October 3, 2011
Hard to Watch, Harder to Be There: Cassandra Nelson, Mercy Corps Aid Worker in the Horn of Africa

Famine-striken Somalians at Banadir Hospital in Mogadishu/ Photo Credit:  Cassandra Nelson 

 

Last night I wanted to turn away.  For starters I was under-dressed. ( I had never seen the invitation.)  Second, after a little wine my heart was woefully unguarded. The elegant dinner and animated chatter suddenly shifted to images of shrunken babies and women who had been raped while walking 30 days through the Somalian desert.  By the hand of God (or an astute staff person) I was seated with Cassandra Nelson, 10-year Mercy Corps field veteran who shot photos in Somalia in a flak vest.  If she could take it, “the worst suffering she has ever seen,” how could I not look and listen?

 

I attend events to support great organizations when I can, and last night was my first for the Portland, Oregon-based Mercy Corps, one of the world’s largest aid organizations with a budget of over $300 million.  Mercy Corps’ sweet spot, explained CEO Neal Keny-Guyer,  is offering humanitarian aid and economic recovery in the world’s hot spots, those rife with conflict or shattered by disaster.   No place is hotter now than Somalia in the Horn of Africa, and no one I have met is braver than Cassandra, who cut her teeth as an aid worker for 10 years  with Afghani and Iraqi women.  No one is warmer either than this wild-haired, jubilant woman who opens her heart to the people she meets, whether refugees on the streets or donors at candlelight dinners.

 

Cassandra described how militant Al-Shabaab warriors terrorize the starving as they shuffle to Mogadishu, a 20-year bombing target that pretends to be a capital.  In spite of being evicted from the country in 2009 by the Muslim extremists (think Taliban), Mercy Corps returned in August to bolster its local Somalian partner organizations in confronting the two-pronged crisis:  death by starvation and death by brutality.  The lucky escape and join the one million Somalian refugees who’ve crossed borders; another 1.5 million are huddled in bed-sheet tents  in sprawling camps in Somalia, half a million of those now  in Mogadishu, since Al-Shabaab retreated from its stronghold there several weeks ago.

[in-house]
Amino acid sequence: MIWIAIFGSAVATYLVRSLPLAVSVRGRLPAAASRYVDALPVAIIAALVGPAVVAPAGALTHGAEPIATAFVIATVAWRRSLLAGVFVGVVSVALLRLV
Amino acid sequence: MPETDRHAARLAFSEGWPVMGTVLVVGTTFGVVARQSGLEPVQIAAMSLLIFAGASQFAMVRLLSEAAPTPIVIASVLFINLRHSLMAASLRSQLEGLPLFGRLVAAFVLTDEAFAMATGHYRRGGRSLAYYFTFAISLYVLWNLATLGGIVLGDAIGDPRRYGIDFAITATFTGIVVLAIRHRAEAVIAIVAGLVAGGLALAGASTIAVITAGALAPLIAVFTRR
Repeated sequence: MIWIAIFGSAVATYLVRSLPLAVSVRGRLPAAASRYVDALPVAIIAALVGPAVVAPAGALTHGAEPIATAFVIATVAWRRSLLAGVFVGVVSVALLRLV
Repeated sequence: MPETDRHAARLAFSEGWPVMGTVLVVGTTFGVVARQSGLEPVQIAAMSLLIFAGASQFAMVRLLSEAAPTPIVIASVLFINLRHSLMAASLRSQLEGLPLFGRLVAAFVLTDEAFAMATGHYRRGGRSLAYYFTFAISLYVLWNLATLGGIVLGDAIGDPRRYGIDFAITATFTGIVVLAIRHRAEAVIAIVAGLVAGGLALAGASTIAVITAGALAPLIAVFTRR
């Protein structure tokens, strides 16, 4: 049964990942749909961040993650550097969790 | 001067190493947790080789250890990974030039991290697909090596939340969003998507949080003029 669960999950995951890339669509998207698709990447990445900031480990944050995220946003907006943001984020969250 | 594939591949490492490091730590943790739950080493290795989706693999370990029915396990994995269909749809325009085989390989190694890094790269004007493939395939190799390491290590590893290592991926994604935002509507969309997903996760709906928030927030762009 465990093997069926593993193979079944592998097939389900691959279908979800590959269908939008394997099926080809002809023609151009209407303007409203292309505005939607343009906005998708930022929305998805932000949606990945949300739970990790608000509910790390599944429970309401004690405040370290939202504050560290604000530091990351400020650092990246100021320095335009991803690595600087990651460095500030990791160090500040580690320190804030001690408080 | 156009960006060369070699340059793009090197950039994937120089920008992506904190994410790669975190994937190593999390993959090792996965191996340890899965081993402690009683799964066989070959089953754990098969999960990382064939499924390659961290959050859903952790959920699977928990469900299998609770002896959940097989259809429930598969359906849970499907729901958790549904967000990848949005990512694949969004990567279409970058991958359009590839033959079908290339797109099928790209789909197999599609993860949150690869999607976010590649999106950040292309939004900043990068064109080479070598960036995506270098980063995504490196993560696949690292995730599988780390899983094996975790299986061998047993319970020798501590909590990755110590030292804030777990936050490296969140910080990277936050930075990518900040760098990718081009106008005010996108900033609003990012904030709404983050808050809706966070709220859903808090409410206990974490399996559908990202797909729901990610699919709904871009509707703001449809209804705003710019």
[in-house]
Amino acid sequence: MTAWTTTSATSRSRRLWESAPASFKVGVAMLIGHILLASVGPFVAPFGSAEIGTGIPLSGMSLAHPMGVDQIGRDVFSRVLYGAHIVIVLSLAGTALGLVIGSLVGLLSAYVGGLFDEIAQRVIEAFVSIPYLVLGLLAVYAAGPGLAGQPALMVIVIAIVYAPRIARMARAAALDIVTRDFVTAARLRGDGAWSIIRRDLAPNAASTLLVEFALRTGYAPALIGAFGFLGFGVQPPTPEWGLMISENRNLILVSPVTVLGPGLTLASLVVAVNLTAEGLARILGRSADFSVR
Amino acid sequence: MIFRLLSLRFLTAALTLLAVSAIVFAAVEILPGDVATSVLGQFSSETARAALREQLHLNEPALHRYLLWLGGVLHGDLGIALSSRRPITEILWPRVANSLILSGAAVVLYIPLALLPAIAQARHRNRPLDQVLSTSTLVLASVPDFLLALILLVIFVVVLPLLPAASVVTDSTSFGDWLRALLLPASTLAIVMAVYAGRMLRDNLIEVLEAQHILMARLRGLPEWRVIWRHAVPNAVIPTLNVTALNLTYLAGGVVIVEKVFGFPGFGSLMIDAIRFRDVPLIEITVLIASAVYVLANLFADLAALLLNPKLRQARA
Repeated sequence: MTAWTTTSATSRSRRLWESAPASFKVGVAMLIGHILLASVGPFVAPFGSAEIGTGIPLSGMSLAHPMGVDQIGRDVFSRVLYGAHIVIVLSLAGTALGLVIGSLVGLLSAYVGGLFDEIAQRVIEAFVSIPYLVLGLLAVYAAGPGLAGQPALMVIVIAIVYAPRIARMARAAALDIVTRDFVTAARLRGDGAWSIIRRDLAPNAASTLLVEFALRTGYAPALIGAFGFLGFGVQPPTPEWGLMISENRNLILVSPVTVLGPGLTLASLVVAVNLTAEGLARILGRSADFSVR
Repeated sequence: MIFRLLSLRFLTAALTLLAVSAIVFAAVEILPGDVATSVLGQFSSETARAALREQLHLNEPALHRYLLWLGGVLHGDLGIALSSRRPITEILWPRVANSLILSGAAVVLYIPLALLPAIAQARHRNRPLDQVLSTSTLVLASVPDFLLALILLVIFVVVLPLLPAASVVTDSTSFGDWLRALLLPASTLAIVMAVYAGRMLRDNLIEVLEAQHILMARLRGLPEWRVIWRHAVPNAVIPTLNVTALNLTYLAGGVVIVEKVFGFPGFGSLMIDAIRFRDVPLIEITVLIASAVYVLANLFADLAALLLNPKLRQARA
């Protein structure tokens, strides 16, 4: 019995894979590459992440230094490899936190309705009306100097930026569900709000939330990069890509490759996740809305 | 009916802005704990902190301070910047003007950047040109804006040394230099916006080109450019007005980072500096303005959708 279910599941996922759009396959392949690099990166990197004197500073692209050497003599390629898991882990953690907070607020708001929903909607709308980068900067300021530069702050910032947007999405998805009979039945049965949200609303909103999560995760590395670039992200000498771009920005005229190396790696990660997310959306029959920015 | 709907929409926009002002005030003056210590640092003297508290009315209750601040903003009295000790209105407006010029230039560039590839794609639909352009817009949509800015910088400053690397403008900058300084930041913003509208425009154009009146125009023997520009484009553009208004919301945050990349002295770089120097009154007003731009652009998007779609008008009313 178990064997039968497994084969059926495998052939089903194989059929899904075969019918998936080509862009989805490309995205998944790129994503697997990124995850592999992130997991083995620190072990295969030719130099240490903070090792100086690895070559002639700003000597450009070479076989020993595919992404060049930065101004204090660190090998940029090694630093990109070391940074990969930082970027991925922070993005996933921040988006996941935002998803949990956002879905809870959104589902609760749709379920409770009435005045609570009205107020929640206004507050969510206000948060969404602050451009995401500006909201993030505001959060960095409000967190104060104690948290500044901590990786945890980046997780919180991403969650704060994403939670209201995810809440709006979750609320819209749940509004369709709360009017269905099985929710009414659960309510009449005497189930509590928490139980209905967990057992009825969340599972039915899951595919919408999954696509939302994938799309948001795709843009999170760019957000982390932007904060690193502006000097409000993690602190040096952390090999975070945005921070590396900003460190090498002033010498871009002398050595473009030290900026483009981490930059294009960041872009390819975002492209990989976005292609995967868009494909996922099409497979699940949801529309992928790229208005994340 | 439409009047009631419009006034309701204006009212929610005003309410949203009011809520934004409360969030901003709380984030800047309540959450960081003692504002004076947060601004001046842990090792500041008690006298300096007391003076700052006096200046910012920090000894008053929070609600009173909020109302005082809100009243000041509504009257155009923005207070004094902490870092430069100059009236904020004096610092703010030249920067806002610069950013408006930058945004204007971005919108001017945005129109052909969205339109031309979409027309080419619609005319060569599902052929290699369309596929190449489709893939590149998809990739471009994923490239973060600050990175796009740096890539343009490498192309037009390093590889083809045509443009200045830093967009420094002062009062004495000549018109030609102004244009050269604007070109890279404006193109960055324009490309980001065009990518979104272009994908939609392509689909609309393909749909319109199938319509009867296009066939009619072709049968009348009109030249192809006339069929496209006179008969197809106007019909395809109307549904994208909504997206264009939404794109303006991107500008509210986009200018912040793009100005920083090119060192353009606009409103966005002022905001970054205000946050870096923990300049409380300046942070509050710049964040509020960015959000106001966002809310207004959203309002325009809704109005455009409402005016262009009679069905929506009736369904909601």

Cassandra described the preconditions for the famine:  a failed state with no services; two generations of tribal warfare; and an acute drought that has killed the livestock that were the source of milk, meat and equity for these pastoral people.  In the camps the families face other onslaughts:  rampant cholera and dehydration because there is no clean water and no latrines, and a measles epidemic because this war-torn country has received few vaccines or medical care.  Mercy Corps is trucking in water, providing hygiene education and distributing food vouchers. 

 

After the Haiti earthquake, the disaster with which I am most familiar, volunteers and professional aid workers flooded into Haiti.  Billions of emergency aid dollars were released;  individuals who saw the television footage couldn’t help but give.

 

The ongoing conflict in the lawless state of Somalia makes aid work and philanthropy all the more foreboding — and all the more imperative.  My next mission is to learn how to deploy funds safely in a conflict zone, so they do no harm and are harnessed by the most reputable organizations.  If Cassandra can go in a flak vest, then at the very least, my heart and my dollars will go with her.

 

To follow Cassandra and see more photos on Twitter go to @cassandranelson.  To read her heart-filling blogs go to:  http://www.mercycorps.org/cassandranelson/blog/25543